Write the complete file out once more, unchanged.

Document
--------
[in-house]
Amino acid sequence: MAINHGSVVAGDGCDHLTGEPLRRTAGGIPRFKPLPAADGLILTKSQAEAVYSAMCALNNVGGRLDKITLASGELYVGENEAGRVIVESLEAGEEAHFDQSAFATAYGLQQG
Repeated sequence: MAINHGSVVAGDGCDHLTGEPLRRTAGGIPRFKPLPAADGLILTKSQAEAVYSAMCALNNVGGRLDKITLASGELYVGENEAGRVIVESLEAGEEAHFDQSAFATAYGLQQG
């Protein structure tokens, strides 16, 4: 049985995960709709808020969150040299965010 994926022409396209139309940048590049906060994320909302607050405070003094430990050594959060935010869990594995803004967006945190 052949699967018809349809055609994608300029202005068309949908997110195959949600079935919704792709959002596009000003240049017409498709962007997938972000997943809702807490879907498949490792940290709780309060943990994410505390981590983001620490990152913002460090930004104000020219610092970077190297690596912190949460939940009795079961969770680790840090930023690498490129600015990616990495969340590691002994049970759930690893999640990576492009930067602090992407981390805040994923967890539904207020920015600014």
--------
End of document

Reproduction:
[in-house]
Amino acid sequence: MAINHGSVVAGDGCDHLTGEPLRRTAGGIPRFKPLPAADGLILTKSQAEAVYSAMCALNNVGGRLDKITLASGELYVGENEAGRVIVESLEAGEEAHFDQSAFATAYGLQQG
Repeated sequence: MAINHGSVVAGDGCDHLTGEPLRRTAGGIPRFKPLPAADGLILTKSQAEAVYSAMCALNNVGGRLDKITLASGELYVGENEAGRVIVESLEAGEEAHFDQSAFATAYGLQQG
């Protein structure tokens, strides 16, 4: 049985995960709709808020969150040299965010 994926022409396209139309940048590049906060994320909302607050405070003094430990050594959060935010869990594995803004967006945190 052949699967018809349809055609994608300029202005068309949908997110195959949600079935919704792709959002596009000003240049017409498709962007997938972000997943809702807490879907498949490792940290709780309060943990994410505390981590983001620490990152913002460090930004104000020219610092970077190297690596912190949460939940009795079961969770680790840090930023690498490129600015990616990495969340590691002994049970759930690893999640990576492009930067602090992407981390805040994923967890539904207020920015600014």